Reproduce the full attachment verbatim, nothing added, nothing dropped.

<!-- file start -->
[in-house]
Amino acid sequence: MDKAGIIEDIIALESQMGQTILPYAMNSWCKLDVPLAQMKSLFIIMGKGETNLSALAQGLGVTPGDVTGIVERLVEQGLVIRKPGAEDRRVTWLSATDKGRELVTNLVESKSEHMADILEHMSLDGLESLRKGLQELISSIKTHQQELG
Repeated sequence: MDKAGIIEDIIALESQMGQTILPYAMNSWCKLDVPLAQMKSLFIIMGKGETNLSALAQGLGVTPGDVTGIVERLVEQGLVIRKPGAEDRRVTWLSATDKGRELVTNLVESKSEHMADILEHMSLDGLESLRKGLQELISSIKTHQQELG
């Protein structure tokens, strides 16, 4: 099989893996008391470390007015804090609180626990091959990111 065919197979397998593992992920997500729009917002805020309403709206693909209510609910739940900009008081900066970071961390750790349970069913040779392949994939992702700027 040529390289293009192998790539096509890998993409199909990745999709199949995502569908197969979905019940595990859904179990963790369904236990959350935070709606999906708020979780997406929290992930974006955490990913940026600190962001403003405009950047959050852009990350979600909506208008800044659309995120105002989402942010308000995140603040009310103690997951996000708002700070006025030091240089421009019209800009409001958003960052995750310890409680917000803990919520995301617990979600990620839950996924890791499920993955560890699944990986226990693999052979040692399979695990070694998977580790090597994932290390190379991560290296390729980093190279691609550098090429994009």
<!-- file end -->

[in-house]
Amino acid sequence: MDKAGIIEDIIALESQMGQTILPYAMNSWCKLDVPLAQMKSLFIIMGKGETNLSALAQGLGVTPGDVTGIVERLVEQGLVIRKPGAEDRRVTWLSATDKGRELVTNLVESKSEHMADILEHMSLDGLESLRKGLQELISSIKTHQQELG
Repeated sequence: MDKAGIIEDIIALESQMGQTILPYAMNSWCKLDVPLAQMKSLFIIMGKGETNLSALAQGLGVTPGDVTGIVERLVEQGLVIRKPGAEDRRVTWLSATDKGRELVTNLVESKSEHMADILEHMSLDGLESLRKGLQELISSIKTHQQELG
């Protein structure tokens, strides 16, 4: 099989893996008391470390007015804090609180626990091959990111 065919197979397998593992992920997500729009917002805020309403709206693909209510609910739940900009008081900066970071961390750790349970069913040779392949994939992702700027 040529390289293009192998790539096509890998993409199909990745999709199949995502569908197969979905019940595990859904179990963790369904236990959350935070709606999906708020979780997406929290992930974006955490990913940026600190962001403003405009950047959050852009990350979600909506208008800044659309995120105002989402942010308000995140603040009310103690997951996000708002700070006025030091240089421009019209800009409001958003960052995750310890409680917000803990919520995301617990979600990620839950996924890791499920993955560890699944990986226990693999052979040692399979695990070694998977580790090597994932290390190379991560290296390729980093190279691609550098090429994009």